SPAIN – Setbacks for abortion and family planning in Madrid

SPAIN – Setbacks for abortion and family planning in Madrid

The Ministry of Health of the Community of Madrid has published an “Integrated plan for the consideration of unwanted pregnancies in the Community of Madrid 2017-2010” in which they propose to prioritise the use of medical abortion over the use of vacuum aspiration for abortion because it “causes the least personal, economic and social impact”. ACAI (Assocation of Accredited Abortion Clinics) says medical professionals who provide abortions were not consulted before this document was released on 13 November 2017. ACAI contests the plan and instead calls for both quality of care and a guarantee of freedom of choice for women between the two methods, and the importance of training medical professionals in using both methods.

Secondly, in a case that stretches back to last year and before, the High Court in Spain has rejected the appeal by the Spanish Federation of Family Planning (FPFE) against the decision of the Ministry of the Interior to revoke the FPFE’s declaration of public utility at the request of the right-wing, anti-abortion Spanish Association of Christian Lawyers. The reason the High Court gave for rejecting the appeal was to do with a minor infraction of the rules, identified by the Ministry of Health of the Community of Madrid (are they anti-abortion too??), that the FPFE had publicised a medication that the law prohibits them from doing. This is not enough to lose the declaration of public utility, which allows FPFE to be funded publicly.

The Ministry of Health of the Community of Madrid acknowledged that the benefit obtained by FPFE from the advertising of medicines had been nil. In fact, the FPFE had authorization for the publication of advertising messages that had been granted by the Service of Control and Surveillance of Pharmaceutical Products. Moreover, the Spanish Association of Christian Lawyers has no legitimacy to challenge the granting of the declaration of public utility.

False reports against FPFE have also been published on some websites and in some media that FPFE were being sanctioned for illegal financing and that they hid this information when they applied for the public utility declaration. None of this is true, FPFE say.

They also say it continues to amaze them how quickly the revocation of the declaration took place by the Ministry of the Interior. On 5 May 2016, in the official State newsletter it was published that FPFE was declared as entity of public utility. The following day, the Spanish Association of Christian lawyers opposed the declaration of public utility and on 26 May 2016, the Ministry of the Interior revoked the public utility of the FPFE. The so-called Christian Lawyers used a “slight administrative fault” to launch successive campaigns of harassment against FPFE and against its workers and collaborators in social networks, as well as to denounce them to international and national organizations, including ones that are funding FPFE . Various media outlets have defamed the organization, linking them with the supposed “trafficking of organs of aborted babies”.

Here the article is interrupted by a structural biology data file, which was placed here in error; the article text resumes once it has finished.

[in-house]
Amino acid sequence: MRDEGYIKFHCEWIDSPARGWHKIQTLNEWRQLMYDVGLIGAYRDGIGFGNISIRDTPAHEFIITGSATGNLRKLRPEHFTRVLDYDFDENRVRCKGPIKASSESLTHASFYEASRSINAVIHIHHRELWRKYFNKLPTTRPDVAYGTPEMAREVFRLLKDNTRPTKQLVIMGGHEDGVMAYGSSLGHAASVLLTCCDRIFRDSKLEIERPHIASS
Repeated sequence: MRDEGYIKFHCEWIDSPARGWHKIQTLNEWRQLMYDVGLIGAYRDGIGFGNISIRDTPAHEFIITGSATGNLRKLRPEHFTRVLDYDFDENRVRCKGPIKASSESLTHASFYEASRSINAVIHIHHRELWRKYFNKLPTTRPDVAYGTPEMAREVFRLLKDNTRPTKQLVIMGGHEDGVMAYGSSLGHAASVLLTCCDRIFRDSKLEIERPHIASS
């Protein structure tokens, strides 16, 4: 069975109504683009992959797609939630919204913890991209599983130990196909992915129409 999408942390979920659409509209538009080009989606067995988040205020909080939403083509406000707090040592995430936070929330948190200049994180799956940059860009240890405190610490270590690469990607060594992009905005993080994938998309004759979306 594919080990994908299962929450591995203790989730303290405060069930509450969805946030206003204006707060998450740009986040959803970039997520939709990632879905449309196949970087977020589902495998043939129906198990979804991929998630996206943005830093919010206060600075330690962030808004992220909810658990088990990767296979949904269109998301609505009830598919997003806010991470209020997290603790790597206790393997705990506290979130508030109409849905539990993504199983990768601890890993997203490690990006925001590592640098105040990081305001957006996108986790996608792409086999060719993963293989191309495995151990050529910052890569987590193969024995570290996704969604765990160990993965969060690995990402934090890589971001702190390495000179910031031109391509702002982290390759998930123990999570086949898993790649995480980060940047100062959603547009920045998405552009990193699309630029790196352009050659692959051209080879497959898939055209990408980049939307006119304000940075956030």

FPFE say there is no point analysing and judging the moral considerations and beliefs of other organizations in Spain: “We only answer for our own organization: the FPFE defends the right of all people to freely decide on their sexuality and reproductive health; defends the right to abortion, a right that is legally recognized in our laws, so we understand that we do not have to justify it. We defend sexual education, which is also contemplated in our legislation, specifically in the Organic Law of Sexual and Reproductive Health, and repeatedly recommended by international organizations and the United Nations as one of the best ways to prevent gender-based violence, unplanned pregnancies and sexually transmitted infections.”

“We are really surprised to have to continue defending realities that the vast majority of our society see as normal and that should be addressed from the field of health and the rights of people, but we will certainly continue to do so as far as we can. And we just hope that, as we have already said in some of our latest releases, religious beliefs must not be used as an instrument to legislate or to manage justice when our Constitution establishes that we are a non-denominational state. We take this opportunity to thank so many people and organizations that are showing us enormous solidarity.”

 

SOURCES: FPFE email and FPFE statement, 27 November 2017 ; See also previous Campaign newsletter report, 3 June 2016